September 20, 2008



Mark, looking forward to reading your Roth piece.... but not quite as much as I'm looking forward to typing "stunning Saturday in Paris" myself, someday.

Nikola Lukanc

Interesting review. (36th book? To my knowledge, it’s his 29th, including two works of non-fiction).
If one is to gain an additional perspective on Indignation I think it essential – and illuminating – to read the chapter “Joe College” from The Facts as well as “Salad Days”, the first part of My Life as a Man.
In “Joe College”, the biographical account of Roth’s College days at Bucknell in Lewisburg, Pennsylvania, there are lengthy descriptions of ROTC, mandatory Chapel, fraternities, his father’s anguish about his nightly whereabouts that ultimately resulted in his transferring from Rutgers College, Newark to Bucknell. At Bucknell, Roth is even admonished by the Dean, and a Panty raid actually occurred. Sounds familiar? We also find an all but verbatim sentence from Indignation: “…a civil war cannon that, according to the risqué witticism repeated to newcomers, went off whenever a virgin walked by.” – Indignation p. 20 vs. “…a civil war cannon that Marty daringly told my parents went off “when a virgin walks by.”” – The Facts, p. 45 US Vintage paperback.
The theme of the Korean War has also been explored by Roth before, albeit in an ironic, less indignant way. In “Salad Days”, which for the first time introduces N.Z. (not the “real” N.Z. – this one has a different personal history), the protagonist goes to Bass College, Vermont, studies hard, attends ROTC, suffers mandatory Chapel sermons and fears – together with his father – being drafted and sent off to Korea. Sounds familiar? And the almost verbatim sentence is here as well: “It was the same outfit I’d seen on the boy pictured on the cover of the Winesburg catalogue…he was walking beside a girl wearing a two-piece sweater set and a long, full dark skirt and turned-down white cotton socks and shiny loafers. She was smiling at him while they walked together as though he’d said to her something amusingly clever. Why had I chosen Winesburg? Because of that picture!” – Indignation p. 115 vs. “…it was the pictures in the Bass catalogue of the apple-cheeked boys in white bucks crossing the sunlit New England quadrangle in the company of the apple-cheeked girls in white bucks that had in part drawn Zuckerman to Bass in the first place.” – My Life as a Man p. 12 US Vintage paperback.

This in not to say that I dislike Indignation. Of course, it’s not in the same league as Sabbath’s Theater or American Pastoral, but nevertheless, I liked it very much. I think that “Been there, seen that” – the narrow scope of Roth’s themes is not something negative, but, on the contrary, at the heart of Roth’s genius. I think that Messner’s words “Is that what eternity is for, to muck over a lifetime’s minutiae? Who would have imagined that one would have forever to remember each moment of life down to its tiniest component?” illustrate Roth’s creative process, how “every genuine imaginative event begins down there, with the facts, with the specific…” to quote Roth in his letter to Zuckerman in The Facts. I am not familiar with any other writer who manages to produce such varied works from so little – “only” by spicing up the facts with “the fictional amplification, giving things an intensity that is ephemeral in life and sometimes even unseen”, to quote Zuckerman in Exit Ghost – to illuminate the human condition from such a diversity of angles based only on Jew/Newark/Family/Shiksa/Indignation.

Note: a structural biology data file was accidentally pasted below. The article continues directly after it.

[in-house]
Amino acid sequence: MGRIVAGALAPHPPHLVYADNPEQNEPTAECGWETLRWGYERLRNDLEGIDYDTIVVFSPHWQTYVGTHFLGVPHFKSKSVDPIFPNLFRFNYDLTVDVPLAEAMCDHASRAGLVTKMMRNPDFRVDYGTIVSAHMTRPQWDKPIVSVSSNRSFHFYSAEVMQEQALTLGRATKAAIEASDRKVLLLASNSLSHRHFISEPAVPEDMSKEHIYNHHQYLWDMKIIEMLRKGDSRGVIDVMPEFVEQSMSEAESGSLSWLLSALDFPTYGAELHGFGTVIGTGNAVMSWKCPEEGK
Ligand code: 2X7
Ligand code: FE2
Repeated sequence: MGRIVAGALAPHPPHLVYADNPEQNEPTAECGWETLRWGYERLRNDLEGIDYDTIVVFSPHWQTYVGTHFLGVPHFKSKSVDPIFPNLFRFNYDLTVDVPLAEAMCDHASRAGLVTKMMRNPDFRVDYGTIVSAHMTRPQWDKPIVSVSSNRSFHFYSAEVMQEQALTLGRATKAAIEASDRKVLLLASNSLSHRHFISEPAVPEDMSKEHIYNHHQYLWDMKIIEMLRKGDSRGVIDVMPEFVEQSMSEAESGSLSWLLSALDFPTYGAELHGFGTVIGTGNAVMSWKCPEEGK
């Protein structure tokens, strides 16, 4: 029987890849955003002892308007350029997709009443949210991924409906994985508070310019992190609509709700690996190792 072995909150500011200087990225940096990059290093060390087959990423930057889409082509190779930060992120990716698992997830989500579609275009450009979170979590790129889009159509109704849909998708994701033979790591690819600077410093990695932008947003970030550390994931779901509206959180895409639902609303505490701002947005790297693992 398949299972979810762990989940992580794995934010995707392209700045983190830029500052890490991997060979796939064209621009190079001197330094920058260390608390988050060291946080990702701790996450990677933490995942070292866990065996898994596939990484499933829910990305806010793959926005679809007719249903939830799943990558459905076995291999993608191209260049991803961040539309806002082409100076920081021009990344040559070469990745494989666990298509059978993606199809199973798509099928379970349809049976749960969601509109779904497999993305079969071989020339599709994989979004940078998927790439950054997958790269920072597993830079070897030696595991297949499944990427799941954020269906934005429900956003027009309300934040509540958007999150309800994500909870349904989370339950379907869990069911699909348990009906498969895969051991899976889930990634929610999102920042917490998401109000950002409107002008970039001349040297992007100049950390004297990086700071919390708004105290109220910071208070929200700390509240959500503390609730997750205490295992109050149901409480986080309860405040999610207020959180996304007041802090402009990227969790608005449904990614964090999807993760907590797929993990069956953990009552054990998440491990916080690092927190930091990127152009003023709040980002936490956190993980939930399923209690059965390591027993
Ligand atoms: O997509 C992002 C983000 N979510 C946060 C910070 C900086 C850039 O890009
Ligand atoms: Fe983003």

Thanks for the excellent review. And I too am awaiting The Roth Piece.


Would be interesting to compile a list of writers who make "so much from so little." Modiano might be another.

Banville reviews the Roth favorably in the Weekend FT: http://bit.ly/1VPnS4


Nikola - number of books were confirmed by my editors with the publisher.

Nikola Lukanc

I wish you were right – that would mean 7 Roth books I haven’t read yet, but I insist – Roth published 29 books (excluding the private printing of “His Mistress’s Voice” – a story originally published in the Partisan Review).
You cannot count reprints such as Zuckerman Bound or the Library of America editions as separate books.


I found this review very satisfying for reasons that I think go beyond the book itself. The claims made from many to Roth being the "greatest living American writer" have gotten under my skin. I'm thoroughly depressed by it, and it gives me hope to see someone not cowed beneath his reputation and the weight of all those books. He's written a few good novels, I admit, but the thought that a writer so stifled in his own cocoon, so soured to the world, so entrenched in the tired autobiographical cliches of much recent American writing (oversexed, aging academics, suburban coming-to-terms novels, etc.) could be the best we have to offer is horrific to me. Am I alone in thinking this? So many literary blogs I've seen are working through his back catalog (British ones especially - they must've released some new collection there) and it's making me pine for some youth movement that shows a little more energy, imagination and range.

Ed Renehan

I agree with you on Roth's latest. - Edward Renehan

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